A Roman Catholic school that has been the focus of violent protests in Northern Ireland reopened without incident Friday. The move follows two days of riots that left nearly 80 policemen and soldiers injured.
Classes have resumed at the Holy Cross girls school in North Belfast.
Students at the elementary school walked between a row of armored personnel carriers, as police mounted a high profile security operation.
However, there was no repeat of the violence between Catholics and Protestants that has rocked the neighborhood for the past two days.
The chief administrator of the Catholic school, the Reverend Aiden Troy, says he is relieved that the school could reopen without incident.
"I just can't get over the bravery of those little children. They've gone to school. And I'm also so pleased there was no sign of a protest being put on again this morning," Reverend Troy said.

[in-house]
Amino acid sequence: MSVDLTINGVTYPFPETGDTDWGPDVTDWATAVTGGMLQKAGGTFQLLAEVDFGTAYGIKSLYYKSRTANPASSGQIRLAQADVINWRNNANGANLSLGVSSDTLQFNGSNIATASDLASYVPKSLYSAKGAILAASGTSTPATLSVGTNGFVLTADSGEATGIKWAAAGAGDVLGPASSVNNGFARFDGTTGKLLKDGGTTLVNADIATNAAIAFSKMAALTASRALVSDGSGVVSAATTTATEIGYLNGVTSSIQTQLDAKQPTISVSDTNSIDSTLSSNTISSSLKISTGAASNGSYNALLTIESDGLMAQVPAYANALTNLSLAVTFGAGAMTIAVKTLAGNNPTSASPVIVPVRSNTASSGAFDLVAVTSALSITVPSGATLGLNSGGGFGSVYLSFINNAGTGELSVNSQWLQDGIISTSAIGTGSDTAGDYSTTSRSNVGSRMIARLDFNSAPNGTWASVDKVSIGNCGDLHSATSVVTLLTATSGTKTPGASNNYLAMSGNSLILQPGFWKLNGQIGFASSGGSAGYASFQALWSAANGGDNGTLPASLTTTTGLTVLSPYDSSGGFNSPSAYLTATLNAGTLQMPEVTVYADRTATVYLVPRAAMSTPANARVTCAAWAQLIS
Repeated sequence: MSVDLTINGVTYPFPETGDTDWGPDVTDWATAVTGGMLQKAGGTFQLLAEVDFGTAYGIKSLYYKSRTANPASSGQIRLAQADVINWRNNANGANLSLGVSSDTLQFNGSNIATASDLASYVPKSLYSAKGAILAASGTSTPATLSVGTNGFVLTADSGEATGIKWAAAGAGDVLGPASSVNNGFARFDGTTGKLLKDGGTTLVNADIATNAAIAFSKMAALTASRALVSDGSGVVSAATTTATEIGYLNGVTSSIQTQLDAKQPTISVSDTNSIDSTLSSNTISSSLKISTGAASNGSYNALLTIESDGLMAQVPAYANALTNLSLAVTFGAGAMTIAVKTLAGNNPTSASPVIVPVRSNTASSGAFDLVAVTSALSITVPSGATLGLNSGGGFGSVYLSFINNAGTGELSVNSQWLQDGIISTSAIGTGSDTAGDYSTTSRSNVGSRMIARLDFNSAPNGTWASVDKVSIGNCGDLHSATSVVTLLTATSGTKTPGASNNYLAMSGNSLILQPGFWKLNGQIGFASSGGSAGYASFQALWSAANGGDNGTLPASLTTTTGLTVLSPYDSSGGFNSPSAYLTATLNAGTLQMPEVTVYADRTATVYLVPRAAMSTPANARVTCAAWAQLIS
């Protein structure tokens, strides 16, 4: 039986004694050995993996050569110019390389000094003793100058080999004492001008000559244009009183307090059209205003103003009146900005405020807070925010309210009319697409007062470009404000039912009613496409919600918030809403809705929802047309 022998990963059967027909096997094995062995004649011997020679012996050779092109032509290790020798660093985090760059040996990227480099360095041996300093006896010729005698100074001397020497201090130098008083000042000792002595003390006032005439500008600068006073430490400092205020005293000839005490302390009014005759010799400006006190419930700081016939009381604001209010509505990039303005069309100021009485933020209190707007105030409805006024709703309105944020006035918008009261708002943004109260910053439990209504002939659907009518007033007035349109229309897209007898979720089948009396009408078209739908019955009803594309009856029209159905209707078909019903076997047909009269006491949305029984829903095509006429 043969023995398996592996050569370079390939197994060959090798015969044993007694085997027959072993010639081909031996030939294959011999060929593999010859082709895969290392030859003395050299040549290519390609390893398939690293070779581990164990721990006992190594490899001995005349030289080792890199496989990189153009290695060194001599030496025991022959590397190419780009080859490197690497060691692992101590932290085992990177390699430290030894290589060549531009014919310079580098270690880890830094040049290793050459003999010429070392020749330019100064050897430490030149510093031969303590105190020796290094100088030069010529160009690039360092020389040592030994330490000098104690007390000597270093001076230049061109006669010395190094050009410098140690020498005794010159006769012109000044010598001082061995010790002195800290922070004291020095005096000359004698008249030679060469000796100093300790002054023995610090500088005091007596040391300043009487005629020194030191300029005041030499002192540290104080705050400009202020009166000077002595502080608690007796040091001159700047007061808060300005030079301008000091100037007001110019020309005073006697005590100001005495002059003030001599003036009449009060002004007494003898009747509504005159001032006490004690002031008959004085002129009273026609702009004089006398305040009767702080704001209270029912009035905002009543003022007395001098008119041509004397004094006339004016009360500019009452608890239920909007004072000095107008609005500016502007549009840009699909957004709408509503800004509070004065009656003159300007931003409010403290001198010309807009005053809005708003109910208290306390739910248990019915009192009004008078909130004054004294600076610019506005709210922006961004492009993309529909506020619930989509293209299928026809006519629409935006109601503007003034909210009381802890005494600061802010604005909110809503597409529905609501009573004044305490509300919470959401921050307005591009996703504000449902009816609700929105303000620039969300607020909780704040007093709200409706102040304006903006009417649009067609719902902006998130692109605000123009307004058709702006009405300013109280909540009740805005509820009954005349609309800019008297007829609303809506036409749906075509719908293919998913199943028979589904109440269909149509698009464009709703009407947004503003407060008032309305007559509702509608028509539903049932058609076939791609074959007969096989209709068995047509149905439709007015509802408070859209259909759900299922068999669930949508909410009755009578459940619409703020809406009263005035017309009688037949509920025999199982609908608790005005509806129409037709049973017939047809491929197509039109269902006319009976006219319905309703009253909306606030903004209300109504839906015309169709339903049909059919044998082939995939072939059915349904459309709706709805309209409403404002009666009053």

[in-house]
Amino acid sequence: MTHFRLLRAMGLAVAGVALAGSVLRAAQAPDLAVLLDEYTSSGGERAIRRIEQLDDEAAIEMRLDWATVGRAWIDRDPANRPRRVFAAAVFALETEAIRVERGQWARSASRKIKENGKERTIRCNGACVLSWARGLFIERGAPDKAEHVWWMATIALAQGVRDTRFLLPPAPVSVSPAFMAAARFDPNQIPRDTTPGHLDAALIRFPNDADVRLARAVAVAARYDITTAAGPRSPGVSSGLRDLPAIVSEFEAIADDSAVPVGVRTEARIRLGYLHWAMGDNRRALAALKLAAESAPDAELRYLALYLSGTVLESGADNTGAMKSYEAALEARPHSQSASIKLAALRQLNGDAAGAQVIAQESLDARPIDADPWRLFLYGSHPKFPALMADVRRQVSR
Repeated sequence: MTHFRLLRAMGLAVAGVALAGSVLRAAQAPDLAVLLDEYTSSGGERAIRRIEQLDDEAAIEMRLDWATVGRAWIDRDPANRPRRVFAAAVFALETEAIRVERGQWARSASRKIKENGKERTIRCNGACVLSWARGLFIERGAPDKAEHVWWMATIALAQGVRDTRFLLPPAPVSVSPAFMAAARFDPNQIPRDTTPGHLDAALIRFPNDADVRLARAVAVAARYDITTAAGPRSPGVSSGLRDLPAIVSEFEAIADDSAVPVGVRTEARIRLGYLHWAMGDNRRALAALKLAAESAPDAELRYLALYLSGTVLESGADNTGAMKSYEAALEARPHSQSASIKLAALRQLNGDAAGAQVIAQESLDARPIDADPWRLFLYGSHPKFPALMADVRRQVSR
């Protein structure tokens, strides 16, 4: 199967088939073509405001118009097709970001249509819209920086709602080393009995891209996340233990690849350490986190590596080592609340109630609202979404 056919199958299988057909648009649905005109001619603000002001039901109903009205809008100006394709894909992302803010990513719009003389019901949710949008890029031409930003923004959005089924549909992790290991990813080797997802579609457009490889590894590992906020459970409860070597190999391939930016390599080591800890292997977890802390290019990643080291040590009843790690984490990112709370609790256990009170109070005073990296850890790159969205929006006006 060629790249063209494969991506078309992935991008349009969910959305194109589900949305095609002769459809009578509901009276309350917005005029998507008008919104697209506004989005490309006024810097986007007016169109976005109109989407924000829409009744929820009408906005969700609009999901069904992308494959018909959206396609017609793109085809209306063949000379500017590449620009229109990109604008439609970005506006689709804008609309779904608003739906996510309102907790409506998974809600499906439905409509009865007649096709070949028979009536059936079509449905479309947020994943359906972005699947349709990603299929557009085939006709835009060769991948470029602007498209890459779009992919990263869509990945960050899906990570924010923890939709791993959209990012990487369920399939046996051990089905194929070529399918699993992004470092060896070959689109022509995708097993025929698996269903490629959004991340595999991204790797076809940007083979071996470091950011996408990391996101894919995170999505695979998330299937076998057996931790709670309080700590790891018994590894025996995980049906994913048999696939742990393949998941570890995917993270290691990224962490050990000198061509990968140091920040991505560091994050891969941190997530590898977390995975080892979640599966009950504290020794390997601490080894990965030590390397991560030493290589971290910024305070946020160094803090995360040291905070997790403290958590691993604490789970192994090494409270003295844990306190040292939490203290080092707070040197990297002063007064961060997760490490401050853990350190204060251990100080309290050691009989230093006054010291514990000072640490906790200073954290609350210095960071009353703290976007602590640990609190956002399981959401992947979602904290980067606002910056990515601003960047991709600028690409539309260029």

Holy Cross school is located in a Protestant enclave in the mostly Catholic Ardoyne Road area of North Belfast.
The school was the target of protests for several months last year in a territorial dispute between the two communities.
The latest trouble erupted on Wednesday following a shoving match between a Protestant woman and a Catholic woman near the school.
For two consecutive nights, hundreds of Catholic and Protestant youths fought in the streets of the Ardoyne neighborhood. They hurled homemade bombs at police, and burned several vehicles.
Community leaders say the violence is a sign of the sectarian hatreds that persist in working class neighborhoods of North Belfast despite a 1998 peace agreement.
The peace accord was designed to end 30 years of conflict between Irish nationalists, who are predominately Catholics, and pro-British unionists, who are mostly Protestants.